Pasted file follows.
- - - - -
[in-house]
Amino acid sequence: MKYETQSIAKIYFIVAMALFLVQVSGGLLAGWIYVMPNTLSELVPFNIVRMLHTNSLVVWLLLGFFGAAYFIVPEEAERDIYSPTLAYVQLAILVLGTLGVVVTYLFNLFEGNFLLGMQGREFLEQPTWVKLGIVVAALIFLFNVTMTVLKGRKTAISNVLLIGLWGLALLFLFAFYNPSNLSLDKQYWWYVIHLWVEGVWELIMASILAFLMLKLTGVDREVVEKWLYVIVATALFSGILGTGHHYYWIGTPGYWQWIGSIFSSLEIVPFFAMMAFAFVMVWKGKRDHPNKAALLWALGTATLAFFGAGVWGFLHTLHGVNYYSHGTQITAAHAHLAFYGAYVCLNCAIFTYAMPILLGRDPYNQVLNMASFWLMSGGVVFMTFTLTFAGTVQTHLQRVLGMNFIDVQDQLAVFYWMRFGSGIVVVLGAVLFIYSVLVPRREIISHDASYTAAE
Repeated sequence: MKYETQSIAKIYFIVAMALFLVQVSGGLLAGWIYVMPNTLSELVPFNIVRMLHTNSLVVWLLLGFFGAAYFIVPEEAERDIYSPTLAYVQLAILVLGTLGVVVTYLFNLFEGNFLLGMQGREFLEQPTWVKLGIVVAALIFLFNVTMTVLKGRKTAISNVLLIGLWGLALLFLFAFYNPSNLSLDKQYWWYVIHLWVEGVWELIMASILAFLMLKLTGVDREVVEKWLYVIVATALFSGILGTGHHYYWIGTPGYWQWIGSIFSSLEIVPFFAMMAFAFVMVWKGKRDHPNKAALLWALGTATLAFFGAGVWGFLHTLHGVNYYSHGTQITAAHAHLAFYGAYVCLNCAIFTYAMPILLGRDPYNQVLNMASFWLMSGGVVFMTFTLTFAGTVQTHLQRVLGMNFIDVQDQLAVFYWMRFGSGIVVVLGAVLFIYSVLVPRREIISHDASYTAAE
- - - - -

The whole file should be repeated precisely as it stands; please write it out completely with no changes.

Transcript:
[in-house]
Amino acid sequence: MKYETQSIAKIYFIVAMALFLVQVSGGLLAGWIYVMPNTLSELVPFNIVRMLHTNSLVVWLLLGFFGAAYFIVPEEAERDIYSPTLAYVQLAILVLGTLGVVVTYLFNLFEGNFLLGMQGREFLEQPTWVKLGIVVAALIFLFNVTMTVLKGRKTAISNVLLIGLWGLALLFLFAFYNPSNLSLDKQYWWYVIHLWVEGVWELIMASILAFLMLKLTGVDREVVEKWLYVIVATALFSGILGTGHHYYWIGTPGYWQWIGSIFSSLEIVPFFAMMAFAFVMVWKGKRDHPNKAALLWALGTATLAFFGAGVWGFLHTLHGVNYYSHGTQITAAHAHLAFYGAYVCLNCAIFTYAMPILLGRDPYNQVLNMASFWLMSGGVVFMTFTLTFAGTVQTHLQRVLGMNFIDVQDQLAVFYWMRFGSGIVVVLGAVLFIYSVLVPRREIISHDASYTAAE
Repeated sequence: MKYETQSIAKIYFIVAMALFLVQVSGGLLAGWIYVMPNTLSELVPFNIVRMLHTNSLVVWLLLGFFGAAYFIVPEEAERDIYSPTLAYVQLAILVLGTLGVVVTYLFNLFEGNFLLGMQGREFLEQPTWVKLGIVVAALIFLFNVTMTVLKGRKTAISNVLLIGLWGLALLFLFAFYNPSNLSLDKQYWWYVIHLWVEGVWELIMASILAFLMLKLTGVDREVVEKWLYVIVATALFSGILGTGHHYYWIGTPGYWQWIGSIFSSLEIVPFFAMMAFAFVMVWKGKRDHPNKAALLWALGTATLAFFGAGVWGFLHTLHGVNYYSHGTQITAAHAHLAFYGAYVCLNCAIFTYAMPILLGRDPYNQVLNMASFWLMSGGVVFMTFTLTFAGTVQTHLQRVLGMNFIDVQDQLAVFYWMRFGSGIVVVLGAVLFIYSVLVPRREIISHDASYTAAE